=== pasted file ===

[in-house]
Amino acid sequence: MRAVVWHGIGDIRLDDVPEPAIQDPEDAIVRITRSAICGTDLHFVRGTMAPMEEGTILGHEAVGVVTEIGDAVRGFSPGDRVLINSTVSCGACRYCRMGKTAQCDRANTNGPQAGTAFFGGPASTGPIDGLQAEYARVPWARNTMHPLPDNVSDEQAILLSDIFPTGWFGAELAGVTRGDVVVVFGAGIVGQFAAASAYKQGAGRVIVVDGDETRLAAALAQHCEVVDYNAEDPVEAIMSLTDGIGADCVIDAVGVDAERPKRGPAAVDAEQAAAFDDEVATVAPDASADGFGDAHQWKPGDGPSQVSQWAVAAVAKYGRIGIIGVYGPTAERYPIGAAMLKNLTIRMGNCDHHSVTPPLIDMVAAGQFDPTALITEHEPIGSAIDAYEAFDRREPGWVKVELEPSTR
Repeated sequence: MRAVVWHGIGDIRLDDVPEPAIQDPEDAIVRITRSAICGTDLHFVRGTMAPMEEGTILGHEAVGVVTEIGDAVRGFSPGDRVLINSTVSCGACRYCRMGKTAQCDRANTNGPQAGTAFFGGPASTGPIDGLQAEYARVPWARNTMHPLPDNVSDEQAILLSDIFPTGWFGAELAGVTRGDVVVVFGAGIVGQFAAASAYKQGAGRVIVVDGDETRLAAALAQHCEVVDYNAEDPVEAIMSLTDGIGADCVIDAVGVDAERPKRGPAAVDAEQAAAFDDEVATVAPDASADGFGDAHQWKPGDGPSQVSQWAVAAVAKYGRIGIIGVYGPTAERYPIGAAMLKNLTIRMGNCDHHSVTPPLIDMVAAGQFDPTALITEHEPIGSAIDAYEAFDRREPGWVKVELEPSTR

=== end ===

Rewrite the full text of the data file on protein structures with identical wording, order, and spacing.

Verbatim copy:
[in-house]
Amino acid sequence: MRAVVWHGIGDIRLDDVPEPAIQDPEDAIVRITRSAICGTDLHFVRGTMAPMEEGTILGHEAVGVVTEIGDAVRGFSPGDRVLINSTVSCGACRYCRMGKTAQCDRANTNGPQAGTAFFGGPASTGPIDGLQAEYARVPWARNTMHPLPDNVSDEQAILLSDIFPTGWFGAELAGVTRGDVVVVFGAGIVGQFAAASAYKQGAGRVIVVDGDETRLAAALAQHCEVVDYNAEDPVEAIMSLTDGIGADCVIDAVGVDAERPKRGPAAVDAEQAAAFDDEVATVAPDASADGFGDAHQWKPGDGPSQVSQWAVAAVAKYGRIGIIGVYGPTAERYPIGAAMLKNLTIRMGNCDHHSVTPPLIDMVAAGQFDPTALITEHEPIGSAIDAYEAFDRREPGWVKVELEPSTR
Repeated sequence: MRAVVWHGIGDIRLDDVPEPAIQDPEDAIVRITRSAICGTDLHFVRGTMAPMEEGTILGHEAVGVVTEIGDAVRGFSPGDRVLINSTVSCGACRYCRMGKTAQCDRANTNGPQAGTAFFGGPASTGPIDGLQAEYARVPWARNTMHPLPDNVSDEQAILLSDIFPTGWFGAELAGVTRGDVVVVFGAGIVGQFAAASAYKQGAGRVIVVDGDETRLAAALAQHCEVVDYNAEDPVEAIMSLTDGIGADCVIDAVGVDAERPKRGPAAVDAEQAAAFDDEVATVAPDASADGFGDAHQWKPGDGPSQVSQWAVAAVAKYGRIGIIGVYGPTAERYPIGAAMLKNLTIRMGNCDHHSVTPPLIDMVAAGQFDPTALITEHEPIGSAIDAYEAFDRREPGWVKVELEPSTR